Of course, because parents/guardians must provide consent for their child to be vaccinated, parent education also is important. A variety of methods, including public service announcements, radio campaigns, bulletins, and announcements on school websites, have been used to promote vaccination programs to parents/guardians (see: NACCHO School-located Influenza Immunization School Kit). Messages could also emphasize the importance of annual seasonal influenza vaccination and other means to prevent the spread of influenza and other illnesses. Depending on the availability of resources, public health departments may establish a telephone line or provide a website or email address parents could use to access information and ask questions in the weeks before, during, and after the vaccination program (Carpenter, 2007).
Teachers and Other Staff
In past SLV clinics, teacher support and participation has been perceived to be linked to the success of SLV programs, and students have reported that teacher influence was an important factor in returning consent forms (Tung, 2005; Unti, 1997). As mentioned in the “Planning for adequate staff” section, it is important that school staff are educated about the vaccination program. Educated school staff are able to answer questions from parents and others about the program, and are more likely to emphasize the importance of vaccination and provide vaccination-related lessons to students (Tung, 2005; Boyer-Chuanroong, 1997). After-school teacher workshops have been used as a method of educating school staff (Boyer-Chuanroong, 1997; Unti, 1997; Goldstein, 2001).
In the U.S., children are vaccinated primarily in their pediatrician’s or family medicine doctor's office (Groom, 2007). Because the idea of vaccinating children at school may be unfamiliar to some parents/guardians, there may be reluctance to consent to 2009 H1N1 vaccination at school. Parents/guardians may seek the advice of others, including their child’s health care provider (Woodruff, 1996). For this reason, the success of SLV programs also will be enhanced by enlisting the support of local health care providers, especially pediatricians, family practitioners, obstetrician/gynecologists (since they often serve as primary care providers for adolescent girls), and community health clinics. See the Template Letter to Health Care Providers.
Hopefully, most providers will be supportive of the SLV clinics, but some may be concerned about vaccinations occurring outside of their offices, especially with regard to keeping their patient records up-to-date and having adequate information in case a patient seeks care for a possible vaccine-related adverse event. The need to conduct SLV programs to ensure children are vaccinated in a timely manner can be explained given the likelihood that providers will be busy treating ill patients. Keeping providers informed about planned SLV clinics also will help them estimate how much 2009 H1N1 vaccine they will need to order for their own patients.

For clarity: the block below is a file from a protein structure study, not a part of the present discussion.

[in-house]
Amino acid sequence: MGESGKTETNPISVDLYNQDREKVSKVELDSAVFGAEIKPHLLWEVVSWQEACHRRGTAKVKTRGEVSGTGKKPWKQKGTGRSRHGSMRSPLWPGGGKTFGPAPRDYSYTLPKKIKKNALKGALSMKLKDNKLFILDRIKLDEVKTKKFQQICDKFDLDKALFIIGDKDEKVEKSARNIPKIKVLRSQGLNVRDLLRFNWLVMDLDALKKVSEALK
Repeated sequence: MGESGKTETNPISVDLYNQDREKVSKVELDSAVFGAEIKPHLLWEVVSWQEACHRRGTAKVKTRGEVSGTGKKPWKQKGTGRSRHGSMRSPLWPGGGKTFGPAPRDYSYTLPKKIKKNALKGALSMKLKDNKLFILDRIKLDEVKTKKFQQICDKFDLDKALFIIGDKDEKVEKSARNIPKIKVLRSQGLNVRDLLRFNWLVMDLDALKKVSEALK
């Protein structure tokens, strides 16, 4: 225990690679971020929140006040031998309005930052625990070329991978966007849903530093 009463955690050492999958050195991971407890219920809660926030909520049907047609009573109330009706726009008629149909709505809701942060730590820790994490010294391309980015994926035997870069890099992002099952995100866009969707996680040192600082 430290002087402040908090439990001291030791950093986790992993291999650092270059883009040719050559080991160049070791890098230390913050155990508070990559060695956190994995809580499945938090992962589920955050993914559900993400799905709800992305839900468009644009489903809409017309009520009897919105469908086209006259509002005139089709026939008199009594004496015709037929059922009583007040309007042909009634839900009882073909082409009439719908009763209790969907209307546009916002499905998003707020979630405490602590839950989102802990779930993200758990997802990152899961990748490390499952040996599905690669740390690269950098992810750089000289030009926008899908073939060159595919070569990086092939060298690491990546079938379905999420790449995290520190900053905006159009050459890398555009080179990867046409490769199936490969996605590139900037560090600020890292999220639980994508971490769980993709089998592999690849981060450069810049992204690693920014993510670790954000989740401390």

The following are suggestions on the development of materials that should be delivered – via the child, mail, and/or email - to parents/guardians to inform them of the planned SLV clinic and solicit their permission to vaccinate their child. Each of the following materials should be translated and available in various languages, as locally appropriate.
Letter to parents/guardians:
Among materials sent to parents/guardians should be a letter announcing that 2009 H1N1 SLV clinics will be offered at their child’s school. Typically, this letter is sent out as a cover letter to accompany other materials, including the consent form, information about the vaccine, and when the SLV clinics are scheduled to occur. Such a letter also could be sent well in advance of the planned SLV date, perhaps even before vaccine is available in the area.
The letter to parents/guardians should include:
- an explanation about why 2009 H1N1 vaccination is recommended for their children,
- an announcement that 2009 H1N1 vaccine will be offered at the school, along with the clinic date(s) for both doses (if possible to determine),
- a request for parental consent, and
- contact information in case parents/guardians have questions or concerns.
The requirement to seek parental consent prior to vaccination, and the exact format and elements that must be included on a standard consent form, generally are not governed by federal law or regulation. Instead, requirements for informed consent are legislated or regulated by each state or jurisdiction, including the circumstances under which minors can consent to their own medical treatment.
Attached are two templates that SLV program planners may use as starting points for developing consent forms in accordance with applicable state and local laws and requirements. These templates were developed for administration of vaccine licensed by the Food and Drug Administration. The template forms are not adequate for consent to administer vaccines under an investigational new drug application or under an Emergency Use Authorization.
While consent to be vaccinated is generally not regulated by federal law, federal law (as well as state law) may regulate the vaccinator's use or disclosure of individually identifiable health information regarding the child.